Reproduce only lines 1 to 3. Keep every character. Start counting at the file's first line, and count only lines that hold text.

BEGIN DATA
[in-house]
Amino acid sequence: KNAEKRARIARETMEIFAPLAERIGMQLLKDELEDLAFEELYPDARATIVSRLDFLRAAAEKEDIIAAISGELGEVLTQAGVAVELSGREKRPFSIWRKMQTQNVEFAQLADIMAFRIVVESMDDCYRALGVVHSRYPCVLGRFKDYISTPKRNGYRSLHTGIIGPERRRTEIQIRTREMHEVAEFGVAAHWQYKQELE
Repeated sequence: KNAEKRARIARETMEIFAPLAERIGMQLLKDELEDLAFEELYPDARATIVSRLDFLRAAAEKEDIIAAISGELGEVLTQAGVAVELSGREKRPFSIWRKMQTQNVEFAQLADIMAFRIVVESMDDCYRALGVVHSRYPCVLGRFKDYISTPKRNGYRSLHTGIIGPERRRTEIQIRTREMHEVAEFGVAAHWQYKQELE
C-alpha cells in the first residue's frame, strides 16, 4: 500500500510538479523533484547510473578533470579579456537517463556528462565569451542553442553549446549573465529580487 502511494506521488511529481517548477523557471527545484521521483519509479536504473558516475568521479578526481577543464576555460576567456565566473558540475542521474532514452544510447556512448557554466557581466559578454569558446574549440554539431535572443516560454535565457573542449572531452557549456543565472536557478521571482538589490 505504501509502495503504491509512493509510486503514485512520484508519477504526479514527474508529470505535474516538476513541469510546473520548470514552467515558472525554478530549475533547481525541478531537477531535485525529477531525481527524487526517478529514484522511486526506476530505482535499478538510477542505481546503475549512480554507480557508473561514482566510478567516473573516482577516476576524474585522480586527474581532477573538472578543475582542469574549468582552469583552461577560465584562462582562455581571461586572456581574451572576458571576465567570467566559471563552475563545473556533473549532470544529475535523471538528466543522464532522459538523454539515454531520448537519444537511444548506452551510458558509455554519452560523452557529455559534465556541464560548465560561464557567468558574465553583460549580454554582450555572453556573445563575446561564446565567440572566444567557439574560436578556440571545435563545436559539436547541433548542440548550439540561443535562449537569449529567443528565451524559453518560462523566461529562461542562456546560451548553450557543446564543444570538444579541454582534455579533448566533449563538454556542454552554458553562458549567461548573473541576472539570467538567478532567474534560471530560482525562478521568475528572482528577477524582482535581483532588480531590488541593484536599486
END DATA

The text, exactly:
[in-house]
Amino acid sequence: KNAEKRARIARETMEIFAPLAERIGMQLLKDELEDLAFEELYPDARATIVSRLDFLRAAAEKEDIIAAISGELGEVLTQAGVAVELSGREKRPFSIWRKMQTQNVEFAQLADIMAFRIVVESMDDCYRALGVVHSRYPCVLGRFKDYISTPKRNGYRSLHTGIIGPERRRTEIQIRTREMHEVAEFGVAAHWQYKQELE
Repeated sequence: KNAEKRARIARETMEIFAPLAERIGMQLLKDELEDLAFEELYPDARATIVSRLDFLRAAAEKEDIIAAISGELGEVLTQAGVAVELSGREKRPFSIWRKMQTQNVEFAQLADIMAFRIVVESMDDCYRALGVVHSRYPCVLGRFKDYISTPKRNGYRSLHTGIIGPERRRTEIQIRTREMHEVAEFGVAAHWQYKQELE